decided objection; and, curiously enough, should nominate as substitutes two other translators of the very books he selects as test-subjects for rendering.
there can be no difference of opinion.
He seems to me, as to Mr. Boyesen
, to rank first among those who have made translations into the English
He alone avoids the perpetual difference between literal and poetic versions by absolutely combining the two methods; a thing which Mr. Boyesen
thinks—but, I should say, mistakenly—cannot be done.
that ‘no poetic translation can be good and literal at the same time,’ is refuted by the very existence of Longfellow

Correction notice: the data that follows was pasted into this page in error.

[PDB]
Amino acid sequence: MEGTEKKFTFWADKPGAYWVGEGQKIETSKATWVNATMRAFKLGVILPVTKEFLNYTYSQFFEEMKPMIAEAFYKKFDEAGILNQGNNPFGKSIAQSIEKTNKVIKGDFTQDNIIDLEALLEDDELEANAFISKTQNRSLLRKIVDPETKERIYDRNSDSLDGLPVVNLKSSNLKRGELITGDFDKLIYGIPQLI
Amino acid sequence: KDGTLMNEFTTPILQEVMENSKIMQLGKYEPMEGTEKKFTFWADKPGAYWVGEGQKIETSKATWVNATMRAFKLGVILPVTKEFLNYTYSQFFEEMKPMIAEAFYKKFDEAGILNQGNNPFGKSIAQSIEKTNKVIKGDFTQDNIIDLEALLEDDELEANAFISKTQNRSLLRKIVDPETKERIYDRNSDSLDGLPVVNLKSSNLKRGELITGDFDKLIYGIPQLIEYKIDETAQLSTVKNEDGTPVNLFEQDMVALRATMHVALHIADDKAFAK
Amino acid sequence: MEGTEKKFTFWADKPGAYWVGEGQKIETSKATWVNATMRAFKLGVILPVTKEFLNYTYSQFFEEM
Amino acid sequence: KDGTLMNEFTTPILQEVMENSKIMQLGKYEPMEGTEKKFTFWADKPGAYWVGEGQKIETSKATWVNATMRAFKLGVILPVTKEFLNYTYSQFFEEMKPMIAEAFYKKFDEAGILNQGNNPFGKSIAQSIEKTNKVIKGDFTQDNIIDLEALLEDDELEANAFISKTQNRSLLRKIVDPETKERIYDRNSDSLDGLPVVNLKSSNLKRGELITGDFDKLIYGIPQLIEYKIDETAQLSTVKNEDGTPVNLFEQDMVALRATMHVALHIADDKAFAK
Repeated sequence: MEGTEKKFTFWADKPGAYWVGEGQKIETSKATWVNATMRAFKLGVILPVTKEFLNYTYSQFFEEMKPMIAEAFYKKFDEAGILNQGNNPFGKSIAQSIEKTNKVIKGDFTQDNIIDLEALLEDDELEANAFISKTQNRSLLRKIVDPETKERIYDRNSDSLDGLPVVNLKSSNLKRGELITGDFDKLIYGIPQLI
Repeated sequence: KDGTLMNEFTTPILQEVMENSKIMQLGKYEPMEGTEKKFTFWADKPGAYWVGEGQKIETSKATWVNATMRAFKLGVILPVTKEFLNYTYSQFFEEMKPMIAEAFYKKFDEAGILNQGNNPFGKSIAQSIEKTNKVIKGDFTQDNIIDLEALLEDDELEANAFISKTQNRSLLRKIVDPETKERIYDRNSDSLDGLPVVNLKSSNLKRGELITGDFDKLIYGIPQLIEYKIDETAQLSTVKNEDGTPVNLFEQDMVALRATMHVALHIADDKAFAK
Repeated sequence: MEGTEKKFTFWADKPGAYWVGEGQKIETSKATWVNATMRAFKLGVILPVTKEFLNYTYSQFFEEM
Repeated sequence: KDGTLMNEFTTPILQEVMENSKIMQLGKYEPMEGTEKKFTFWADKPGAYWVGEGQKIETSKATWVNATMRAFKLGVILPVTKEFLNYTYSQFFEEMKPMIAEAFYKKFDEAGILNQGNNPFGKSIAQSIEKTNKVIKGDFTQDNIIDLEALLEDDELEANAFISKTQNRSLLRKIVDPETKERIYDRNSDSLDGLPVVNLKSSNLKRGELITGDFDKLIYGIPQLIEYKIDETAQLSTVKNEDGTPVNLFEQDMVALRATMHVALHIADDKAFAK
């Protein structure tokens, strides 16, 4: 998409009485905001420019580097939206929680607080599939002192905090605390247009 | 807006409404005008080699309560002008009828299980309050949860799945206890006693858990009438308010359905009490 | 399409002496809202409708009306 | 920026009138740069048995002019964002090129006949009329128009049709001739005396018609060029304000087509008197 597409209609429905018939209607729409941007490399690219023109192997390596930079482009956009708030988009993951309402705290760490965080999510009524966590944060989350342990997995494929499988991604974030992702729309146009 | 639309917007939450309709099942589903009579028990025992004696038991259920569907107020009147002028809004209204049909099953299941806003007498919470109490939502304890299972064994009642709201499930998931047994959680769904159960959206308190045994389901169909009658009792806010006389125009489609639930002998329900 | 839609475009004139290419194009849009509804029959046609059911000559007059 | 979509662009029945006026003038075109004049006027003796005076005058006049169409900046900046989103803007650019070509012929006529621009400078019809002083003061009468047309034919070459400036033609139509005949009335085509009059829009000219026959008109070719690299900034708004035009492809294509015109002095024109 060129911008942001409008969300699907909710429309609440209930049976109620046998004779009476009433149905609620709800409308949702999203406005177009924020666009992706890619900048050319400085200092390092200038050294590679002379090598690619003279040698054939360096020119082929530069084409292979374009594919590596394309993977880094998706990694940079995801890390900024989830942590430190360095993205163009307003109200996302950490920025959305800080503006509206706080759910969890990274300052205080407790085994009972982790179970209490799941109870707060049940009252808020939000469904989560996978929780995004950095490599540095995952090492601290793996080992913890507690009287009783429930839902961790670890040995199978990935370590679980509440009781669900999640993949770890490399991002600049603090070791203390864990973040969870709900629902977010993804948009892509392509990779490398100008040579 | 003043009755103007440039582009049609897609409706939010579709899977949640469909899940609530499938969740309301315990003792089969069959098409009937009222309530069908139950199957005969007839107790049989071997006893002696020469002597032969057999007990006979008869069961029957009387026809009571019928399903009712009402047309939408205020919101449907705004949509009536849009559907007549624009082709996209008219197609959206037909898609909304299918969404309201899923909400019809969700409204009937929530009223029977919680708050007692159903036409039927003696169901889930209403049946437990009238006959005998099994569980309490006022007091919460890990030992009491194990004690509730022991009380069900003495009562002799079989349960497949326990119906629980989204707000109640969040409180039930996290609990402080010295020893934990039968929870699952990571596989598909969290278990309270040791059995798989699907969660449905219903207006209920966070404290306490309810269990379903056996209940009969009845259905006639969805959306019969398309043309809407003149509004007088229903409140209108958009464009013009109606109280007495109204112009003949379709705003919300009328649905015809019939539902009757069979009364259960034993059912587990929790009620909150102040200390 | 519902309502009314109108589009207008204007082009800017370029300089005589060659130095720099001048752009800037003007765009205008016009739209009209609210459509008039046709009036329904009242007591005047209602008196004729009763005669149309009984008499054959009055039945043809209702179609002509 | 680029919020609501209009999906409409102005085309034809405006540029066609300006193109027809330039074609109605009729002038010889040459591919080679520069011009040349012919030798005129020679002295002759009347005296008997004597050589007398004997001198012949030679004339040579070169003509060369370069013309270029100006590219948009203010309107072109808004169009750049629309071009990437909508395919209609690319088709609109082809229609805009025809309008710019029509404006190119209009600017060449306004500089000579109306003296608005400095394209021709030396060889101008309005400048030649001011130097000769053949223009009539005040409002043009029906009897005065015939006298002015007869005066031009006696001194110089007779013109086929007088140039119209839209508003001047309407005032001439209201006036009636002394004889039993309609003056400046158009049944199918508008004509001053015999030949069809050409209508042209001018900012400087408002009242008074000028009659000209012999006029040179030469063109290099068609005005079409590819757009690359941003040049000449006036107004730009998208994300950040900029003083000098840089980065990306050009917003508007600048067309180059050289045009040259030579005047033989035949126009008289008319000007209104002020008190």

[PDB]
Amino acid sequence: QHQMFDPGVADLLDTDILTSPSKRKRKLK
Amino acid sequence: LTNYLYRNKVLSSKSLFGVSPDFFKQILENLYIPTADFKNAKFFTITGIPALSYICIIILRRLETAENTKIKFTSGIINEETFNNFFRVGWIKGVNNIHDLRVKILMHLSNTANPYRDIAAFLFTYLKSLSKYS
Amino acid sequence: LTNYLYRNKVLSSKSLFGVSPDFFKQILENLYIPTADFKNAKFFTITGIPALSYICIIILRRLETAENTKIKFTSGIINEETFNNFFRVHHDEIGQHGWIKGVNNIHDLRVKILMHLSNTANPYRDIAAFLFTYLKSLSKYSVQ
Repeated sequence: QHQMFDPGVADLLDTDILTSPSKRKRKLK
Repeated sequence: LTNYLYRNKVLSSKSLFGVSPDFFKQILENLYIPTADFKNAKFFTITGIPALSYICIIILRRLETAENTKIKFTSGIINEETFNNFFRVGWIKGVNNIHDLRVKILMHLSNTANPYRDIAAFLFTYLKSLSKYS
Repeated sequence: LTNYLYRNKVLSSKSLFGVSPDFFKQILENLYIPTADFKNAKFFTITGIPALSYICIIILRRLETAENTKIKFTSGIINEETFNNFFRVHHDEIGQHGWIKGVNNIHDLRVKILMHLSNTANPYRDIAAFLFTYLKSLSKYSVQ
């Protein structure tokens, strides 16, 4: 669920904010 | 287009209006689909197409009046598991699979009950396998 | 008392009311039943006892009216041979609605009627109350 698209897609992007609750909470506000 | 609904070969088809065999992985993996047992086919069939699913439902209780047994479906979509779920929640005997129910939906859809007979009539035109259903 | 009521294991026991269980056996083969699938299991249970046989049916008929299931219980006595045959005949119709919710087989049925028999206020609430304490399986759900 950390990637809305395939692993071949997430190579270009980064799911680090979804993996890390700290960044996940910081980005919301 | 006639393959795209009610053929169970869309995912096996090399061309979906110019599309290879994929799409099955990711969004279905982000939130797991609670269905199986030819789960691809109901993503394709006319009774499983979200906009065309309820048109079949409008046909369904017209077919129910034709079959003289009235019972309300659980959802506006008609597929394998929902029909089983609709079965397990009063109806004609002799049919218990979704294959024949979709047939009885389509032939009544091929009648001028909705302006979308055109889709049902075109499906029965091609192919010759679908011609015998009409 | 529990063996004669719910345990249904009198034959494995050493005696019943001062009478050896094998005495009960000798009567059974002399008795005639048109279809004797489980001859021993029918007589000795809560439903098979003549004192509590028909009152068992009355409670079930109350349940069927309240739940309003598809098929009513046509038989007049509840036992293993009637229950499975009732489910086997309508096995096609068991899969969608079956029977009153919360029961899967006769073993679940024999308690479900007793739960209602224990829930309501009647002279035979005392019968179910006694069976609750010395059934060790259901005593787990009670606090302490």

, whose instinct for the transference of his author's language seemed like a sixth sense or a special gift for that one purpose.
Placing side by side his German ballads and their originals, one neither detects anything of Longfellow
put in nor anything of Uhland
left out. The more powerful and commanding class of translators insert themselves into the work of their authors; thus Chapman
so Chapmanizes Homer
that in the long run his